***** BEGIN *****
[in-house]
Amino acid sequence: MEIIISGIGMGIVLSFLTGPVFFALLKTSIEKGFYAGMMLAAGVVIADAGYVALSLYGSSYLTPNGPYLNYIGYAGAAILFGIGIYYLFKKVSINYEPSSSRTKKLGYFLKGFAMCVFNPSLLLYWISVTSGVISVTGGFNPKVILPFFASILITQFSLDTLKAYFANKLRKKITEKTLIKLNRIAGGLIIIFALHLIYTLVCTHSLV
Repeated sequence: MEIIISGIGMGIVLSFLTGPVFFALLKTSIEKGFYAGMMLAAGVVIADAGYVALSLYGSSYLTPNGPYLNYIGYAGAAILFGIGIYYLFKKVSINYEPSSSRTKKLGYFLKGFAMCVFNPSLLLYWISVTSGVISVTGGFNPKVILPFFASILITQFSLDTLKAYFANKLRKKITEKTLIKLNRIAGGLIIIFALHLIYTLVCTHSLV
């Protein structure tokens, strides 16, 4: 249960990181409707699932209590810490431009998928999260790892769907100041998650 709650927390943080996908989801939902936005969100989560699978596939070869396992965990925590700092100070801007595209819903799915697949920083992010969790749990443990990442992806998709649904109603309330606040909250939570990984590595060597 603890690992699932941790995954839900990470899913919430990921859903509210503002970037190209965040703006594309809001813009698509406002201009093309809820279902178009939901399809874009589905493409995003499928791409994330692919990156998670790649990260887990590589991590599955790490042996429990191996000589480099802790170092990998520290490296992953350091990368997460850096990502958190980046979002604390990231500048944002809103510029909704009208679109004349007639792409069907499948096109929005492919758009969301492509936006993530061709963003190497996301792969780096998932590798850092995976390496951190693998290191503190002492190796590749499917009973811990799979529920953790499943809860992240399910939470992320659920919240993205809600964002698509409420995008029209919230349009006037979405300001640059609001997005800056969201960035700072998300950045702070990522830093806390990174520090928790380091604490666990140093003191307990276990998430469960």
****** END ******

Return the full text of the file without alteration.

[in-house]
Amino acid sequence: MEIIISGIGMGIVLSFLTGPVFFALLKTSIEKGFYAGMMLAAGVVIADAGYVALSLYGSSYLTPNGPYLNYIGYAGAAILFGIGIYYLFKKVSINYEPSSSRTKKLGYFLKGFAMCVFNPSLLLYWISVTSGVISVTGGFNPKVILPFFASILITQFSLDTLKAYFANKLRKKITEKTLIKLNRIAGGLIIIFALHLIYTLVCTHSLV
Repeated sequence: MEIIISGIGMGIVLSFLTGPVFFALLKTSIEKGFYAGMMLAAGVVIADAGYVALSLYGSSYLTPNGPYLNYIGYAGAAILFGIGIYYLFKKVSINYEPSSSRTKKLGYFLKGFAMCVFNPSLLLYWISVTSGVISVTGGFNPKVILPFFASILITQFSLDTLKAYFANKLRKKITEKTLIKLNRIAGGLIIIFALHLIYTLVCTHSLV
């Protein structure tokens, strides 16, 4: 249960990181409707699932209590810490431009998928999260790892769907100041998650 709650927390943080996908989801939902936005969100989560699978596939070869396992965990925590700092100070801007595209819903799915697949920083992010969790749990443990990442992806998709649904109603309330606040909250939570990984590595060597 603890690992699932941790995954839900990470899913919430990921859903509210503002970037190209965040703006594309809001813009698509406002201009093309809820279902178009939901399809874009589905493409995003499928791409994330692919990156998670790649990260887990590589991590599955790490042996429990191996000589480099802790170092990998520290490296992953350091990368997460850096990502958190980046979002604390990231500048944002809103510029909704009208679109004349007639792409069907499948096109929005492919758009969301492509936006993530061709963003190497996301792969780096998932590798850092995976390496951190693998290191503190002492190796590749499917009973811990799979529920953790499943809860992240399910939470992320659920919240993205809600964002698509409420995008029209919230349009006037979405300001640059609001997005800056969201960035700072998300950045702070990522830093806390990174520090928790380091604490666990140093003191307990276990998430469960």